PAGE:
Volume 11 Number 2
©The Author(s) 2009
Letter from the Editor: Expanding International Perspectives
This issue of Early Childhood Research & Practice (ECRP) marks the beginning of our second decade of being the only peer-reviewed journal in our field that is accessible via the Internet without cost. We are especially pleased to announce that it is not just the only one available in both English and Spanish, but in September 2009, ECRP also became available in Chinese, thanks to the generous support of the Yew Chung Education Foundation of Hong Kong. Our Chinese colleagues have translated the spring 2008 issue, and subsequent Chinese editions will be uploaded as they are completed.
In ECRP’s premier issue in spring 1999, I shared some of my observations about early care and education around the world in an article titled “International Perspectives on Early Childhood Education: Lessons from My Travels.” By that time, 25 years had passed since my first overseas assignment (to Barbados) in 1974. During the following years, I also worked with educators and scholars in India, China, Greece, Trinidad and Tobago, and many other countries.
My editorial comments in the first issue focused on “lessons” regarding seven concerns that piqued my curiosity at the time. These concerns were what it feels like to be a teacher in particular settings, some of the similarities between the experiences of early childhood teachers in the United States and in other countries, the problems inherent in making cross-cultural comparisons of such things as reading achievement or classroom atmosphere, the dissemination and spread of “innovative” ideas across national boundaries, the existence of issues that seemed to be of interest only to educators in the United States, a self-deprecating tendency of Americans regarding their own cultural practices (including schooling), and the leadership that the United States has played in awareness and action related to anti-bias and multicultural awareness.
Were I to write another report about what I have learned on my extensive travels and work with our colleagues in 54 countries, I believe the same issues would still be of concern, although my hypotheses about how to explain them may or may not have shifted. In August, for example, I spent 3 days at a large conference in Medellin, Colombia, where the topics of presentations and conversation (mostly in Spanish!) included training teachers to teach a wide variety of subjects at all age levels and in the wide range of environmental conditions throughout Central and South America. Shortly after returning home, some colleagues and I visited Indianapolis, Indiana, to see the traveling exhibit on early education from Reggio Emilia, Italy. The Reggio Emilia approach continues to inspire educators around the world, even as it undergoes its own metamorphoses in Italy in response to such factors as an influx of immigrants who do not speak Italian and are new to their culture.
But my perspectives on early childhood issues of international importance have also been influenced over the years by contributions to the pages of ECRP by colleagues studying in such places as Sweden, Japan, Canada, Mexico, Australia, New Zealand, Greece, and the United Kingdom. During the journal’s first decade, we have published more than 25 articles by scholars and educators from outside the United States. Topics have included national curricula in Norway and Sweden, the role of religious beliefs in Japanese early childhood programs, and an approach to professional development in Australia, among many others. We have published reports of Project Approach work from Canada and Mexico as well as the United States. This current issue (fall 2009) includes an article by an Israeli scholar; another, co-authored by a visiting Brazilian scholar; and yet another by a parent-researcher in the United States investigating aspects of language development of her own daughter, who speaks both English and Japanese. An interview with Dr. Alice Sterling Honig includes insights from her work in many countries as well as the United States. Additional articles about media and young children, children’s storytelling, and infant-toddler care, while focused on the United States, are likely to be relevant for practitioners and researchers around the world.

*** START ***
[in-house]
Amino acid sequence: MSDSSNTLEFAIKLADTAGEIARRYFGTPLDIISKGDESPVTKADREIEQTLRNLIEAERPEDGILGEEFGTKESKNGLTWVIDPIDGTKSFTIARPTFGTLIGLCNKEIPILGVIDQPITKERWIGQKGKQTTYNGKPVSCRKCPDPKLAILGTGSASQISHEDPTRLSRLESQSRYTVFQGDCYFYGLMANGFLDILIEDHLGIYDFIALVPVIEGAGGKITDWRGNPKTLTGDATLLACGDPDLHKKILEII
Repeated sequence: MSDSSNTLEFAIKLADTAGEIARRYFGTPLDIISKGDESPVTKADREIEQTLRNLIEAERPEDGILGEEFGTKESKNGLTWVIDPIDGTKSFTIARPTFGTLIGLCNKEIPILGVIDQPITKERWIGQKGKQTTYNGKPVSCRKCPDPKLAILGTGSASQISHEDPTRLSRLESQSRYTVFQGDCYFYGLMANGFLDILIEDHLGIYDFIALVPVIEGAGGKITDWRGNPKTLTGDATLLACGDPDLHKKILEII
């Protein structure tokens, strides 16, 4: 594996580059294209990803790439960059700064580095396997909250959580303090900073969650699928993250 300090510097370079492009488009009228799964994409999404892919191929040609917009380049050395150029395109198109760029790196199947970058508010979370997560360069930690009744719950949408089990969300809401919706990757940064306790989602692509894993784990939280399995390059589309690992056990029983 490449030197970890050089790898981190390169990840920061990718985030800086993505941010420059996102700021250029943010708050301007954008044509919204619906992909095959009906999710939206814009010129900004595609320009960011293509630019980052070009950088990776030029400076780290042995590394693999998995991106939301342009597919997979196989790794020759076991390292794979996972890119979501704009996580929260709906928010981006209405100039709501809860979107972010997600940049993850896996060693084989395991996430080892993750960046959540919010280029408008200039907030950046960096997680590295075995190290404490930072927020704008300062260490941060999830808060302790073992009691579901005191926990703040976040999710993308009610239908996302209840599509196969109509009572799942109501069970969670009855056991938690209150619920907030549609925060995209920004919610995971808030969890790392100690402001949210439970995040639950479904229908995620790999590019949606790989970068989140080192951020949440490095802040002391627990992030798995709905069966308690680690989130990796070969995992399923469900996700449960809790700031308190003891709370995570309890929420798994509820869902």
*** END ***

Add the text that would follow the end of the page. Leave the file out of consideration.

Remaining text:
The increasingly global reach of ECRP brings to mind the enriching experience of attending another one of the World Forum on Early Care and Education gatherings in Belfast last June. This biannual get-together of early childhood colleagues from around the world was once more an occasion for close and meaningful interaction about our common as well as uncommon predicaments and concerns. Thanks to the creative and insightful leadership of Roger and Bonnie Neugebauer of Child Care Exchange and their staff, the event is structured expressly so as to encourage ample informal contact among participants throughout the Forum conference. About half of the 600 participants were also presenters on a very wide range of topics, for example, brain research, international peace activities, technology, children’s rights, teacher education, bi-cultural issues, inclusion, music, and many more topics of international significance for those of us concerned with the lives and development of young children. To see some of this year's Forum presentations or to find out when and where the next Forum will take place, check their Web site in the next few months (http://www.worldforumfoundation.org).
We at ECRP are committed to continuing to provide a place where scholars and practitioners can be informed by each other’s work. We plan to strengthen that commitment to “reach” around the world, engaging an international readership concerned about the education and well-being of all young children.
Lilian G. Katz, Editor
With the assistance of Jean Mendoza, Associate Editor